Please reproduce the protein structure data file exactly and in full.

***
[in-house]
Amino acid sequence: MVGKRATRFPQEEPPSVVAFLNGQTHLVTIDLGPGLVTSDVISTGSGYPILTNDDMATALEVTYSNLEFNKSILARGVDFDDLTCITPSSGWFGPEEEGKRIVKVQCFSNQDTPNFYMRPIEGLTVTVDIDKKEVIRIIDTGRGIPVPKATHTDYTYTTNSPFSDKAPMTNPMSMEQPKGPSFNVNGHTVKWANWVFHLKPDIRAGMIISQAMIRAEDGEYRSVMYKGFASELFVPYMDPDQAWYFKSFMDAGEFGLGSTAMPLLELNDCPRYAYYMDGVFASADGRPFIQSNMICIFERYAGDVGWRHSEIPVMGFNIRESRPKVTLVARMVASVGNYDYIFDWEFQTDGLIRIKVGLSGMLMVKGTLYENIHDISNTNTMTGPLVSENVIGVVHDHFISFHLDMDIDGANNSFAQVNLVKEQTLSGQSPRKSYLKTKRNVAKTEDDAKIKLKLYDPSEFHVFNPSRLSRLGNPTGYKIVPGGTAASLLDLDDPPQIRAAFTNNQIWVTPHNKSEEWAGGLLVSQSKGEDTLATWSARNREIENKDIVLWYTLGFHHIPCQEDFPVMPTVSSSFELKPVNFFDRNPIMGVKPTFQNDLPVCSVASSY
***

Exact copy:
[in-house]
Amino acid sequence: MVGKRATRFPQEEPPSVVAFLNGQTHLVTIDLGPGLVTSDVISTGSGYPILTNDDMATALEVTYSNLEFNKSILARGVDFDDLTCITPSSGWFGPEEEGKRIVKVQCFSNQDTPNFYMRPIEGLTVTVDIDKKEVIRIIDTGRGIPVPKATHTDYTYTTNSPFSDKAPMTNPMSMEQPKGPSFNVNGHTVKWANWVFHLKPDIRAGMIISQAMIRAEDGEYRSVMYKGFASELFVPYMDPDQAWYFKSFMDAGEFGLGSTAMPLLELNDCPRYAYYMDGVFASADGRPFIQSNMICIFERYAGDVGWRHSEIPVMGFNIRESRPKVTLVARMVASVGNYDYIFDWEFQTDGLIRIKVGLSGMLMVKGTLYENIHDISNTNTMTGPLVSENVIGVVHDHFISFHLDMDIDGANNSFAQVNLVKEQTLSGQSPRKSYLKTKRNVAKTEDDAKIKLKLYDPSEFHVFNPSRLSRLGNPTGYKIVPGGTAASLLDLDDPPQIRAAFTNNQIWVTPHNKSEEWAGGLLVSQSKGEDTLATWSARNREIENKDIVLWYTLGFHHIPCQEDFPVMPTVSSSFELKPVNFFDRNPIMGVKPTFQNDLPVCSVASSY